Target pest: Sirex noctilio (Hymenoptera: Siricidae), sirex wood wasp
Agent introduced: Ibalia leucospoides ensiger (Hymenoptera: Ibaliidae)
California (1963), USA via Tasmania (1966-68)
Cameron et al. (1989) - in 1963, 19 male and 24 female adults were received from CIBC station in California. Many were carrying mites which were removed with a fine brush dipped in alcohol. The wasps were sluggish, oviposition was not observed and no progeny were obtained. In 1966 (110 males, 100 females), 1967 (188 males, 186 females) and 1968 (99 males, 98 females) were received from CSIRO, Tasmania, from cultures sent there from USA in 1963. All 1966 specimens were used for insectary culture, although 33 females were released after oviposition. Fifty of each sex received in 1967, and 23 males and 24 females received in 1968, were retained for insectary culture and the rest released. Culturing ceased in 1970.
Cameron et al. (1989) - not released from the 1963 importation. In 1966, 33 imported females (after oviposition in insectary) were released at Berwick (Otago, South Island). In 1967, releases were made at Omihi (North Canterbury, South Island) and in the North Island at Kaingaroa (Bay of Plenty), and Tahorakuri (near Taupo), and in 1968 in the Otago Coast Forest (south of Dunedin) and at Ashley (North Canterbury). The 1967 and 1968 releases comprised a mix of imported adults and insectary emergents. Liberation of reared specimens continued to 1971 when the last release was made at Motueka (Nelson). In total 1,883 males and 1,729 females were released in 14 forests.
Cameron et al. (1989) - first recovered in 1968. Recoveries have been made from 6 of the 14 forests it was released in but because of inbreeding with Ibalia leucospoides leucospoides it has not been recognised in collections since 1976. [But see Hurley et al. (2020) entries below and in 'General comments' section.]
Hurley et al. (2020) - an investigation of I. leucospoides in its native and introduced ranges found no evidence that the subspecies I. leucospoides ensiger has established (or hybridised with I. l. leucospoides) outside its native range. [Note though, that specimens from the introduced range used in the study did not include insects from New Zealand; only South Africa, Chile, Argentina and Australia.]
Impacts on target:
Cameron et al. (1989) - the presence of successfully introduced parasitoids [including I. l. ensiger], together with the accidentally introduced nematode Deladenus siricidicola [subsequently reclassified as Beddingia siricidicola] and good forest management has been effective in keeping losses caused by S. noctilio at a low level. The combined effect of the introduced parasitoids may kill over 70% of S. noctilio larvae in a particular forest. [But see the Hurley et al. (2020) entries in the âEstablishmentâ and âGeneral commentsâ section relating to the possibility that I. l. ensiger is not established in New Zealand.]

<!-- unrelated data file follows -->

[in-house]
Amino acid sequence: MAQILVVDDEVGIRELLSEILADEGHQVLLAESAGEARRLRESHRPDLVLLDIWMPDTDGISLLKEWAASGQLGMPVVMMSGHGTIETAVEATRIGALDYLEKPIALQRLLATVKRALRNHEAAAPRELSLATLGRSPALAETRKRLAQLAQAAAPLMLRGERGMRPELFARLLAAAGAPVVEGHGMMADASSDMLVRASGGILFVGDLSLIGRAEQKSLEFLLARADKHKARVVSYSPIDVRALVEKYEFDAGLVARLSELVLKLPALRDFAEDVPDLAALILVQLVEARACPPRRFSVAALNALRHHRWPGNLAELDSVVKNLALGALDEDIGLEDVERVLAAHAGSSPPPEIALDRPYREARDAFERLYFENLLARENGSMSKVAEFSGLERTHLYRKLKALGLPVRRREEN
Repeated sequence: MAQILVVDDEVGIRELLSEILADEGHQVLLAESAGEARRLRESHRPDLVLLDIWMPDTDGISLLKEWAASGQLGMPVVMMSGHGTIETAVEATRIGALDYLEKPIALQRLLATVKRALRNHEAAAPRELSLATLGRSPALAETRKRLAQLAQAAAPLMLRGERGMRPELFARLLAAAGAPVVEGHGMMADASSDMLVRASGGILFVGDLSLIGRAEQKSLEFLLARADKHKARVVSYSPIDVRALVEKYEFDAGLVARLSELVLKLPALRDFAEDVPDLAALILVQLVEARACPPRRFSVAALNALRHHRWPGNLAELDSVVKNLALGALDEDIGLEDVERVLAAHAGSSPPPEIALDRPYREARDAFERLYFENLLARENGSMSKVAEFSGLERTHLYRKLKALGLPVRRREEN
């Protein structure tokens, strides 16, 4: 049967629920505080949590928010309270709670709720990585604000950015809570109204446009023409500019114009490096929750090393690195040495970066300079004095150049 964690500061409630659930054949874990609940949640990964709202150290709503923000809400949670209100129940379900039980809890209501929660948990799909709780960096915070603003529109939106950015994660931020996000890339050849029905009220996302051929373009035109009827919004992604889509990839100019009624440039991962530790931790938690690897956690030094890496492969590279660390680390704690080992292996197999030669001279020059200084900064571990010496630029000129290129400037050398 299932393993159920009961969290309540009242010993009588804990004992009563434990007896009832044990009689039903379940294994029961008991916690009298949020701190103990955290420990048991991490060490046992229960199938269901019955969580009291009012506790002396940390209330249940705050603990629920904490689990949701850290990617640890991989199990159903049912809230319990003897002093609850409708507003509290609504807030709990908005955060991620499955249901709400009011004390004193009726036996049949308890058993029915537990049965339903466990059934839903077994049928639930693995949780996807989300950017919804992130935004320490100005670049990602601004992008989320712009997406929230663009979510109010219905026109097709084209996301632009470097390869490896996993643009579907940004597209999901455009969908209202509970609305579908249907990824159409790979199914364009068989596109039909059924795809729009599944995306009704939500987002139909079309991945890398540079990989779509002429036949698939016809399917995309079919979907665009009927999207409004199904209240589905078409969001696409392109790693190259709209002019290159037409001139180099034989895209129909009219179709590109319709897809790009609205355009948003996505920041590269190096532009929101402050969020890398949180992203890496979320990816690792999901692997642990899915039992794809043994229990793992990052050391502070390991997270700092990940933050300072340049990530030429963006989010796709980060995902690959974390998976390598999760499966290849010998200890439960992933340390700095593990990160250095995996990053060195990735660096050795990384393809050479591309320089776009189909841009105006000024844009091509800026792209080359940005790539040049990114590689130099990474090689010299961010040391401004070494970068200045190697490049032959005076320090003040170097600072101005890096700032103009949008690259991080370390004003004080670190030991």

Cameron et al. (1993) - Ibalia leucospoides ensiger, in conjunction with Rhyssa persuasoria persuasoria, Ibalia leucospoides leucospoides and Megarhyssa nortoni nortoni [see the R. p. persuasoria, I. l. leucospoides and M. n. nortoni introduction entries], is categorised as exerting âpartialâ control (defined as âadditional control remains commonly necessary butâ¦pest outbreaks occur less frequentlyâ) over Sirex noctilio. [But see the Hurley et al. (2020) entries in the âEstablishmentâ and âGeneral commentsâ section relating to the possibility that I. l. ensiger is not established in New Zealand.]
Cameron et al. (1989) - Ibalia leucospoides ensiger is known to interbreed with the well established I. l. leucospoides [also introduced against S. noctilio] and separate populations in New Zealand cannot be recognised. [But see the Hurley et al. (2020) entry below.]
Hurley et al. (2020) - two sub-species of the parasitoid I. leucospoides (I. l. leucospoides and I. l. ensiger) have been introduced to the southern hemisphere as a biological control agent for Sirex noctilio and are reported to have hybridised. However, an investigation of the genetic variation of I. leucospoides in its native and introduced ranges using mitochondrial (COI) and nuclear (ITS) markers found no evidence of hybridisation between the two sub-species of the parasitoid in its introduced range. [Note though, that specimens from the introduced range used in the study did not include insects from New Zealand, only South Africa, Chile, Argentina and Australia.]
Cameron PJ, Hill RL, Bain J, Thomas WP (1989). A Review of Biological Control of Invertebrate Pests and Weeds in New Zealand 1874-1987. Technical Communication No 10. CAB International Institute of Biological Control. DSIR Entomology Division. 424p.
Cameron PJ, Hill RL, Bain J, Thomas WP (1993). Analysis of importations for biological control of insect pests and weeds in New Zealand. Biocontrol Science and Technology 3(4): 387-404
Hurley BP, Fitza KNE, Wingfield MJ, Slippers B. (2020). Sequence data reflect the introduction pathways of the Sirex woodwasp parasitoid, Ibalia leucospoides (Ibaliidae, Hymenoptera). Agricultural and Forest Entomology 22(2): 129-135 https://doi.org/10.1111/afe.12367